How To Watch A Meteor Shower
The Perseids light up the night sky when Earth runs into cosmic space junk left behind by Comet Swift-Tuttle. I woke up at 4 am to gaze at the sky and watch the meteor shower. I was expecting a beautiful display of sparkling lights shooting down from a dark starry sky. Maybe I watch too many Disney movies or my expectations were a tad too high. I saw two meteors at best lasting a second each. They were gone with a blink of the eye.
1. Plan ahead.
Find out when the prak will occur. I use Sky Guide, an application that keeps me informed about comets and meteor showers. This year the peak occurred on August 11 and August 12. Once you know when the peak will occur, dress for the weather. Bring a comfortable lounge chair. You might be waiting a long time to get a glimpse.
2. Find a dark place.
Make sure you have a clear view of the whole night sky. Light pollution ruins the moment. You can use applications to locate a dark sky.. For instance, I use Light Pollution Map-Sky to find places with minimal light pollution. I simply type in my address and it tells me where I should drive to in order to get a great view.
This year the peak coincided with light of the last quarter moon reflecting back. This meant that the meteors would appear short lived. I only saw 2 meteors lasting a secon. Perhaps seeking a dark place with minimal light pollution would have done the job! Supposedly, in a dark place you could have seen up to 50 meteors per hour.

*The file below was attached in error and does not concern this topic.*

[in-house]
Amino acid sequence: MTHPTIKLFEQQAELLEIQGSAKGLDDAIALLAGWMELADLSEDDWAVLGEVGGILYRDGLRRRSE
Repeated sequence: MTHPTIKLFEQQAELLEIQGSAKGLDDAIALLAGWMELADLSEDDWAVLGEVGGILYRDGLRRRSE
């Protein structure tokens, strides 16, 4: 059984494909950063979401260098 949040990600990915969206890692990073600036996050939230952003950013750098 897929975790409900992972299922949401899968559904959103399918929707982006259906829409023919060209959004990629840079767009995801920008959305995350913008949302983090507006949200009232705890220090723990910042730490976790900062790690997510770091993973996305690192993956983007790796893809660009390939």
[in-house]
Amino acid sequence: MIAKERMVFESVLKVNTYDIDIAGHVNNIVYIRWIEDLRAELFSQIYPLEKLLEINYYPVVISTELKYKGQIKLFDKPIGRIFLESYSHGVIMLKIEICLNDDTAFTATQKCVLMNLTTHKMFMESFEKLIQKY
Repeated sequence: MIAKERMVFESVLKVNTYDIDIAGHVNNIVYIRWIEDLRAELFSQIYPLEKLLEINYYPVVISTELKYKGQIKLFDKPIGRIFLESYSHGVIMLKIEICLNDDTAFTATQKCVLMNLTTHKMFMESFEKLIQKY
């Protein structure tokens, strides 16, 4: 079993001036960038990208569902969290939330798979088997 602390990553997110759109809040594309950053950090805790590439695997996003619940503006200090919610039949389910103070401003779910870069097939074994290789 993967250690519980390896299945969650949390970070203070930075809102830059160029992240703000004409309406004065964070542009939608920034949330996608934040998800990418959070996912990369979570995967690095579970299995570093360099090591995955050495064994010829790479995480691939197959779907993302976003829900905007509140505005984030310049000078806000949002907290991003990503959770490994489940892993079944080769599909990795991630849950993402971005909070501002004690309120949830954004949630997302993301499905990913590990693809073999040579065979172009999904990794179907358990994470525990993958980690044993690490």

Remember to get adjusted to the dark. It can take 15 to 20 minutes to get used to it. Once your eyes are used to the dark, it is time to look at the radiant.
3. Map out the sky.
To find the Perseids I use an application to map out the constellations. I use Time & Date for location information in my area to find the radiant. A compass comes in handy to find the direction where to start looking. Once, I have the radiant I simply look up and enjoy the meteor shower.
4. Watch the meteors.
This the time that you chose to be mindful and look up at the sky. Don’t get distracted by social media. It is time to be present and admire nature.
2 replies on “stargazing: Perseid meteor shower peak 2020”
I seem to always miss he meteor showers, but actually get a better view through posts like this. Thanks
I have apps to remind me since I forget too. I’m glad the post was helpful.
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